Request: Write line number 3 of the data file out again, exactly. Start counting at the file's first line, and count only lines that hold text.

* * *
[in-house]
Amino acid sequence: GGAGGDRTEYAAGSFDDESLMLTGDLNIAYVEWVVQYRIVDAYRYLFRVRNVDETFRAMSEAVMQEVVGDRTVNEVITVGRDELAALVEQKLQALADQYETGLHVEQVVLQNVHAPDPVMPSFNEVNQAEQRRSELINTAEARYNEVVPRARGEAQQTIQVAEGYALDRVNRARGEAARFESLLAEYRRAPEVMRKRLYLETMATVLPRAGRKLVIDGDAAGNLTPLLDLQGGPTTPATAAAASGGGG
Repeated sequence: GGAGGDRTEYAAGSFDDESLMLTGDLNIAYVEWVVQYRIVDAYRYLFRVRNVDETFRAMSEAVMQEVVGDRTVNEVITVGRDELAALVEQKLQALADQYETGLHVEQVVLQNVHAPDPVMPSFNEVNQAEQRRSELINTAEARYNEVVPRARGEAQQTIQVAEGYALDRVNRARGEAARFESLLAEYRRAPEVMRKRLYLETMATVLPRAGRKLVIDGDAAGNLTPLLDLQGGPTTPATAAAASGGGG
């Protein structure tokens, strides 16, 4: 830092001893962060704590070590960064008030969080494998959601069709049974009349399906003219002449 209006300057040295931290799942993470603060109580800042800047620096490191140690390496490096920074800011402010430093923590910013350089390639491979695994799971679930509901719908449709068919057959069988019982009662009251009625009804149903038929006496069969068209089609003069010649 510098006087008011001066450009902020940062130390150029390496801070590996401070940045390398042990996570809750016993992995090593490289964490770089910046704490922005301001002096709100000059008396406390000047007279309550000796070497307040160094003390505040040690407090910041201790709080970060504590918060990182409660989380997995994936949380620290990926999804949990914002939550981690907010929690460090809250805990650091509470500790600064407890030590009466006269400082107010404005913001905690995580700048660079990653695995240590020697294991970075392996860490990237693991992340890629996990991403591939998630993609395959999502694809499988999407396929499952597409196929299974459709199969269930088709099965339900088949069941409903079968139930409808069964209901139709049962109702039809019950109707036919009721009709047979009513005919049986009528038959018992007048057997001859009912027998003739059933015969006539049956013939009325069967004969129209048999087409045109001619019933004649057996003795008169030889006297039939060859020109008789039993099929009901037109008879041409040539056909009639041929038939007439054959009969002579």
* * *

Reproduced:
Repeated sequence: GGAGGDRTEYAAGSFDDESLMLTGDLNIAYVEWVVQYRIVDAYRYLFRVRNVDETFRAMSEAVMQEVVGDRTVNEVITVGRDELAALVEQKLQALADQYETGLHVEQVVLQNVHAPDPVMPSFNEVNQAEQRRSELINTAEARYNEVVPRARGEAQQTIQVAEGYALDRVNRARGEAARFESLLAEYRRAPEVMRKRLYLETMATVLPRAGRKLVIDGDAAGNLTPLLDLQGGPTTPATAAAASGGGG